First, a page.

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    Once done right, there would be nothing "experimental" in the process. There are specifications available. Of course, the reversal exposure steps would need some experimenting at first, but then the process could be run with quality surpassing even the professional lab, just like you can process E6 and C-41 at home at equivalent or even better quality than pro labs.
     
  16. railwayman3

    railwayman3 Member

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    I take your point, it would be wonderful if film and chemicals were available for this to be done. My point is that it could (hopefully wrongly) be seen as experimental or unrealiable until proven, and the demand would be not there to make it viable at a reasonable cost.

    I've seen several indications (rumors?) on the web that K14 has been home-processed, but I've never seen any examples to confirm this. I'd like to be proved wrong?

    Sorry, I'm really not intending to be negative. :smile:
     
  17. hrst

    hrst Member

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    The reversal exposure could be calibrated this way:

    First, chemical reversal exposure is removed from the process; Otherwise, process runs normally.

    Then, one roll is fogged completely.

    Then, the red re-exposure is incremented step by step during this roll. Blue re-exposure is bypassed/off.

    When processed, we could look (with densitometer, or a film scanner, or even by eye) where the cyan Dmax is achieved. This is the absolute minimum red exposure needed. Then we would look further until the point when the magenta and/or green density starts to increase. This is the absolute maximum red exposure. Then we take the average of these values.

    The same procedure is done with blue exposure.

    Two rolls will be sacrified in this calibration; but then, this requires exact specifications with the exact chemical formulas to avoid experimenting with them.

    Does anyone see any problem here? The one I see is the availability of the chemicals (and the exact formulas).

    I really believe that the biggest obstacle is how to get the chemicals and how to know what to get.
     
  18. brianmquinn

    brianmquinn Member

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    About 2 dozen rolls a year on average. I have 50 rolls now so that will go up next year.
     
  19. Prest_400

    Prest_400 Member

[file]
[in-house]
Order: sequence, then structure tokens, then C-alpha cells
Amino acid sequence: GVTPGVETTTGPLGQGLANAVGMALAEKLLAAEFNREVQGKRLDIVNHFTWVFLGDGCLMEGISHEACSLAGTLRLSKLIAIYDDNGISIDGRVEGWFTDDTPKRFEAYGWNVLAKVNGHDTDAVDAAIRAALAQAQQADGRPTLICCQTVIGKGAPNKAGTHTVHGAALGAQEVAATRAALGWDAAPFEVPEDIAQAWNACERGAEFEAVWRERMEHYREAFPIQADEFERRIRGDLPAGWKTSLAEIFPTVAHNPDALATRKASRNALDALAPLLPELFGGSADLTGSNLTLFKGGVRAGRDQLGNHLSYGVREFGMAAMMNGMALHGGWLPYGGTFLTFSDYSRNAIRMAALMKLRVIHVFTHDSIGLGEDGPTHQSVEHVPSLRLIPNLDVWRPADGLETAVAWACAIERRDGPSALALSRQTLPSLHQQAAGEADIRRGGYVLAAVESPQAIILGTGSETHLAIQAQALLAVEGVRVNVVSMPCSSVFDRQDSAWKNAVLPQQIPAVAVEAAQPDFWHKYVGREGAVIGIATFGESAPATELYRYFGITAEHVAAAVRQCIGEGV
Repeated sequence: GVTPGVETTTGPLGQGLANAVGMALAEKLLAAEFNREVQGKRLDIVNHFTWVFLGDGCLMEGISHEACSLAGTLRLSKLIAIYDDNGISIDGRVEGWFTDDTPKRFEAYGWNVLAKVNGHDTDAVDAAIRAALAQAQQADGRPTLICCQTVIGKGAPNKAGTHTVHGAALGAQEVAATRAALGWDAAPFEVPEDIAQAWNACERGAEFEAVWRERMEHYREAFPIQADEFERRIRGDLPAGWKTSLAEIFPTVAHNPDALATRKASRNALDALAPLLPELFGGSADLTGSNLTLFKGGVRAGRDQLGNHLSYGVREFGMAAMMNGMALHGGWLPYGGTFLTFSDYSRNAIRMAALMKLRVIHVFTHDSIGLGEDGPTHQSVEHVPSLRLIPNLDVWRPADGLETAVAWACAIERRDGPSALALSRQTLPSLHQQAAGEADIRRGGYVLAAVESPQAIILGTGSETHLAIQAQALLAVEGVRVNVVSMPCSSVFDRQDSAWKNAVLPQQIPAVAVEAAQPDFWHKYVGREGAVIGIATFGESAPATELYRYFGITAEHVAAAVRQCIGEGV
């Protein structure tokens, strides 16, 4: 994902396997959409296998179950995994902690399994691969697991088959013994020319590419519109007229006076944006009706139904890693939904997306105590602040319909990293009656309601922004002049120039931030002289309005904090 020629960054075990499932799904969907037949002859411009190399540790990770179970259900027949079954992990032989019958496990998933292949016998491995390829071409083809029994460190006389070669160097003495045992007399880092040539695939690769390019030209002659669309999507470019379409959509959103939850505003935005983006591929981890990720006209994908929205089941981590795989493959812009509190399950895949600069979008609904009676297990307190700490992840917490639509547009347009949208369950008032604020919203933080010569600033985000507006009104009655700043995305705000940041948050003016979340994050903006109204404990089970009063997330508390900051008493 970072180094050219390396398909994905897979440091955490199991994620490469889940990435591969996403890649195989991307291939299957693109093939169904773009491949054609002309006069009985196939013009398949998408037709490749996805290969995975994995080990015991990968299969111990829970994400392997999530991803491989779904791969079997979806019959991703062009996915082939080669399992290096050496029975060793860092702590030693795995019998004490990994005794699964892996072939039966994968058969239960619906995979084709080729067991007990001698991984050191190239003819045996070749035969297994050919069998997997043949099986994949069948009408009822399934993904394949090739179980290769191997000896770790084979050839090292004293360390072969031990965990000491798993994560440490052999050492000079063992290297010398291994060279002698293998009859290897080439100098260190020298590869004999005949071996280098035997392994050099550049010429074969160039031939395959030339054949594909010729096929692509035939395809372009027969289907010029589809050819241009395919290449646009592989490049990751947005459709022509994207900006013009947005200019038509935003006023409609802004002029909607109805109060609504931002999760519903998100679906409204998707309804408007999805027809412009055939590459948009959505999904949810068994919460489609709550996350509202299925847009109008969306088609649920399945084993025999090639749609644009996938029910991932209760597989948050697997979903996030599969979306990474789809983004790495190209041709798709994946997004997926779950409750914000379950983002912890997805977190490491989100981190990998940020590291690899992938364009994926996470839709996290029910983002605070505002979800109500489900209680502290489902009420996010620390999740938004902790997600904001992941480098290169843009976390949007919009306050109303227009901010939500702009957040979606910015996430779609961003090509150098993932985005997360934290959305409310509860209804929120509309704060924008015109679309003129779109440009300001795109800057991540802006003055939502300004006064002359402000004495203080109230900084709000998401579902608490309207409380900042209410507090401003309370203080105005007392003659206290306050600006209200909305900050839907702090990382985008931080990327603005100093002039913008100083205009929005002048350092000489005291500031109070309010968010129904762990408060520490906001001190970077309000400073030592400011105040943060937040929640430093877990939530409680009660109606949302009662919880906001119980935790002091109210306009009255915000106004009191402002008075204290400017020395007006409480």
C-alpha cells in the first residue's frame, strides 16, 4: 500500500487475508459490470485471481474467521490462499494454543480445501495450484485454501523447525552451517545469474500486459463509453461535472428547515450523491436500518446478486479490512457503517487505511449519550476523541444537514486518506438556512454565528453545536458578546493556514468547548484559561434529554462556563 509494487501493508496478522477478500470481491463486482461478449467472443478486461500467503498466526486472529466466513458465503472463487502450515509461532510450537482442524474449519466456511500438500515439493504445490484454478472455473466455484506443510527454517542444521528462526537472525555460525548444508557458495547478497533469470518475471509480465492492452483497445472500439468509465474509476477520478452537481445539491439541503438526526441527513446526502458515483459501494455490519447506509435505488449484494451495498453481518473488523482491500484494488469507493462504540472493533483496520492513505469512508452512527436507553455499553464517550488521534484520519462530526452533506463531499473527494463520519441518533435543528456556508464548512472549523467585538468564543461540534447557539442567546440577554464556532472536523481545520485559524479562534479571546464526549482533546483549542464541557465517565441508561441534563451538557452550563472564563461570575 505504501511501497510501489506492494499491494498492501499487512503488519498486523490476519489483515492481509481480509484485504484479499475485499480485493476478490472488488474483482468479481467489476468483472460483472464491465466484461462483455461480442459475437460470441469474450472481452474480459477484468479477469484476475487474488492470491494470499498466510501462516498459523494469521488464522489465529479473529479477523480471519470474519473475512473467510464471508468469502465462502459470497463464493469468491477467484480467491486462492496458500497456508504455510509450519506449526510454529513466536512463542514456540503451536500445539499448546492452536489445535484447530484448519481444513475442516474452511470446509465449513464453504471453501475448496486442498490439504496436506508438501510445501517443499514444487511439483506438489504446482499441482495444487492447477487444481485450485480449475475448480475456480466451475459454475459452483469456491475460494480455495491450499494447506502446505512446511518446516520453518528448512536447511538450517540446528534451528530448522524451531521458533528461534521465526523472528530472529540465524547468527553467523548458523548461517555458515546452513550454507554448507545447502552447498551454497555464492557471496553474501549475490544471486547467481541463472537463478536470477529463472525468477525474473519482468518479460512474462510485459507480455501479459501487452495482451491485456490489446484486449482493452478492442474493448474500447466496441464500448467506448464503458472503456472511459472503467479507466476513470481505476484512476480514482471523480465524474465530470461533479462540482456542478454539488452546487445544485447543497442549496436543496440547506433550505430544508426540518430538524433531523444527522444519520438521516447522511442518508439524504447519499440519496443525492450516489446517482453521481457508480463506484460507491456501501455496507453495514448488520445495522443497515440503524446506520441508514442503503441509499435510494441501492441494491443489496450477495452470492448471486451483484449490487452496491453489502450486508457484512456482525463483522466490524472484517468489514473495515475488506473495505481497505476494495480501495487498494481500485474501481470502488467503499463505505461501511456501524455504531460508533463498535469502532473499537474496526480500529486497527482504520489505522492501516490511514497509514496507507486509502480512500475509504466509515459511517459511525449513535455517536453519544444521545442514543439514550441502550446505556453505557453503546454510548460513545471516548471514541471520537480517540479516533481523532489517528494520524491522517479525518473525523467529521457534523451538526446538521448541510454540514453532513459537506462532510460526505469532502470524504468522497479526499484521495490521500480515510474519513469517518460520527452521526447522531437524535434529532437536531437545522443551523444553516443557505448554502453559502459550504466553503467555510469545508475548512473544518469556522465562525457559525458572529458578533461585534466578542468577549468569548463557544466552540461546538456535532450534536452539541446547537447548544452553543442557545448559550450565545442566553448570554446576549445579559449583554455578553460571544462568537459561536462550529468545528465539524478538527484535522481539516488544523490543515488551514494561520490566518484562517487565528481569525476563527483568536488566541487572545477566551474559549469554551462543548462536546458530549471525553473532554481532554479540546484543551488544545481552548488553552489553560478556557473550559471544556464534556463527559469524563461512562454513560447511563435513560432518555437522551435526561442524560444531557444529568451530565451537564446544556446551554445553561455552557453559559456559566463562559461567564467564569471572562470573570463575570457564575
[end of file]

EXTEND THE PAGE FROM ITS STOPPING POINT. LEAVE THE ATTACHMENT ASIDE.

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    If Mannes and Godowsky did it back in 1935, it should be still be possible to do it now. I wonder how many resources they had.
    Just modify some couplers, and then you should have a 1950's kodachrome. Original 1930s Kodachrome didn't have as much archival stability compared to later versions, as far I know.
     
  20. Jeff Kubach

    Jeff Kubach Member

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    I used Kodachrome a lot many years ago, now I wish I kept it up to this point!

    Jeff
     
  21. mopar_guy

    mopar_guy Subscriber

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    I believe that Dwaynes processor was a larger capacity machine that was specially made for them. Some years back, Kodak was trying to push smaller machines known as K-labs. Where are all of these? I thought that one of these was for sale on eBay a while back with no takers.
     
  22. mopar_guy

    mopar_guy Subscriber

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    By the way, I have never used much Kodachrome but I have 20 rolls that I will use before next December.
     
  23. railwayman3

    railwayman3 Member

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    How easy is that.... perhaps with a masters in chemistry and a fully equipped organic synthesis lab to start with, of course. :D
     
  24. Kaboom

    Kaboom Member

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    So wait, you send it to Kodak in Switz and then they forward it to Dwayne's or does kodak actually process them in Switz? i have a roll that i REALLY want to get developed but i haven't yet gotten round to mailing it to dwayne's because the shipping from Spain is almost more expensive than the developing itself.

    Also, would any charitable soul consider selling me a couple of rolls for a less abusive price than they seem to be commanding on ebay send me a PM? Unfortunately I'm a victim of the digital generation and never got to experience the full might and glory of Kodachrome. I'd like to give it a shot before it dissappears forever...


    with regards to the equipment... It'll definately be dismantled and if Kodak doesn't want to bother with shipping and finding space for it in a museum it'll end up in the scrapyard shortly after the 31st of dec...
     
  25. Maurizio

    Maurizio Member

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    Yes, to Lausanne

    Hello! Yes, you have to ship to Lausanne. They will forward it to Dwaynes.
    The address is:
    Kodak Photo Service SA
    Case Postale
    1001 Lausanne
    Switzerland

    Well... What is the price of a not expired Kodachrome on ebay?
    I don't think you'll pay a fortune for a couple of rolls...
    I think tough, the best kodachromes I have ever used are the K64 professional, expired by one- even two years.
    I find the not expired Kodachromes too much contrasty and the ones expired by more than two years with too little colour.
     
  26. Prest_400

    Prest_400 Member

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    Just like Mannes and Godowsky didn't invent it all by themselves. They had a lab and a team of chemists and all was backed by EK or some investor.
    :D

    If KR was so easy to make, there should be a clone or impossible project around.

    I forgot to say if I'm a KR shooter. SO far, ordered a few rolls to an UK dealer, but they ran out of stock and (I suppose) it's in backorder status.